John Cabot University Celebrates International Women's Day
JCU’s Student Activities Board and the Women’s Leadership Initiative (WLI) hosted a week-long series of events for International Women’s Day, to celebrate the economic, political, and social achievements of women and discuss the numerous challenges that women face.
The Week’s opening panel discussion was “Women Through the Ages: Looking Back, Moving Forward” held in Aula Magna, with Prof. Tara Keenan as moderator. Guest speakers were Mariarosy Calleri, Wilma Labate, Sylvia Poggioli, Farian Sabahi, and Vanna Vannuccini.
Italian screenwriter, director, and producer Mariarosy Calleri talked about her experience as a first-generation entrepreneur in Italy. Despite working for years in New York City and receiving acclaim there, it was hard for her to make a name for herself in her home country. She decided to found her own company, Marden Entertainment production company and now she’s an ambassador for women entrepreneurs at the EU.
Wilma Labate, another experienced Italian filmmaker, started her work as a director in the 90s after working as an assistant for many renowned directors. One day she was called by RAI, the national public broadcasting company of Italy, to make a documentary about animal vivisection that nobody else wanted to make. She turned this opportunity around and instead made a completely different film where she talked about the equally shocking (for the time) topic of birth control. In her talk, she denounced the unbalanced ratio of male/female directors, with “only 4% female directors in the world and still significantly underpaid.” According to Labate, female directors, like all women, put their entire selves into their endeavors and are always honest and spontaneous. This is not a weakness but a strength that women must learn to count on.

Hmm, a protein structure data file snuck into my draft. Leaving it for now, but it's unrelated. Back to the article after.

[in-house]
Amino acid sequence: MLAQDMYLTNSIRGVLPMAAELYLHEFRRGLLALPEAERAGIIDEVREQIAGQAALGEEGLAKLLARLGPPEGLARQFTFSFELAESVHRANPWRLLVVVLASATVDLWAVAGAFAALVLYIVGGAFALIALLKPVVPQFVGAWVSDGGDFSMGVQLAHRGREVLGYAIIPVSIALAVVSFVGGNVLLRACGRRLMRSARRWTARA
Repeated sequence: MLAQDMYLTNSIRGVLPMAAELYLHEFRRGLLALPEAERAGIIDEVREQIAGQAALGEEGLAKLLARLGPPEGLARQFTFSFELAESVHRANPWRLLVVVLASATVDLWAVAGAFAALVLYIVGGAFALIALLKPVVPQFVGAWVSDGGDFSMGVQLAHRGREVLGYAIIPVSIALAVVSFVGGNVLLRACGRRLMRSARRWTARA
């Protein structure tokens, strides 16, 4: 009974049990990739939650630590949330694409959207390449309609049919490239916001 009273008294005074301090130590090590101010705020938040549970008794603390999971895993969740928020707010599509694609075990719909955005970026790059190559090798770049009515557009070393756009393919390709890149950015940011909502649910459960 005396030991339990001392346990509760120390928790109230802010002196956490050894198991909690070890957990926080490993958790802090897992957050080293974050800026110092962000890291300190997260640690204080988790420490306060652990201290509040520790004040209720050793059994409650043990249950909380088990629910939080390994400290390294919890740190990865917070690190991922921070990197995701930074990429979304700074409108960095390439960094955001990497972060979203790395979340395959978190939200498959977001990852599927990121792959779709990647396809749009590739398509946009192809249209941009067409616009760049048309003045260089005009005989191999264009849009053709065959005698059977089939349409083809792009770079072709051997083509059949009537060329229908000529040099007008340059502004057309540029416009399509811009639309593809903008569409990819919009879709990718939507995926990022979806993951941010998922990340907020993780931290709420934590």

Next on the panel was American journalist Sylvia Poggioli, the Senior European Correspondent for National Public Radio. In the words of moderator Prof. Tara Keenan, “there isn’t an award she has not won.” She gave a brief history of feminism in Italy and why the #MeToo movement was not as well received here as in other countries. She blamed much of the current sexism in Italy to the way in which the objectification of women’s bodies is normalized on television, and she encouraged the audience to watch Lorella Zanardo’s “Il Corpo delle Donne,” a short film about this cultural and social phenomenon. Poggioli also described being present at the first ever March 8th celebration in Rome held in Campo dei Fiori in 1972; Jane Fonda happened to be there for a film premiere and the journalists took radiant photos of the actress while other women were being beaten by the authorities for protesting for their rights.
JCU Lecturer in Politics and Religion and author of the book We, The Women of Tehran, Farian Sabahi mentioned her TedxTalk “Letter to Pope Francis” about the true story of a woman who is abused by a husband who is continually absolved by the local priest. Prof. Sabahi has spent much time working in Iran and in Yemen and witnessed the unfair conditions that most women live in. “The law is incredibly sexist in Iran, women can only inherit 50% of property and a woman’s testimony in court is worth less than a man’s,” Sabahi said. “Yemen is the country of child brides, high fertility and low literacy.” On the other hand, she also reported a significant increase in female education in Iran (3/4 freshmen at university are females, especially in STEM subjects).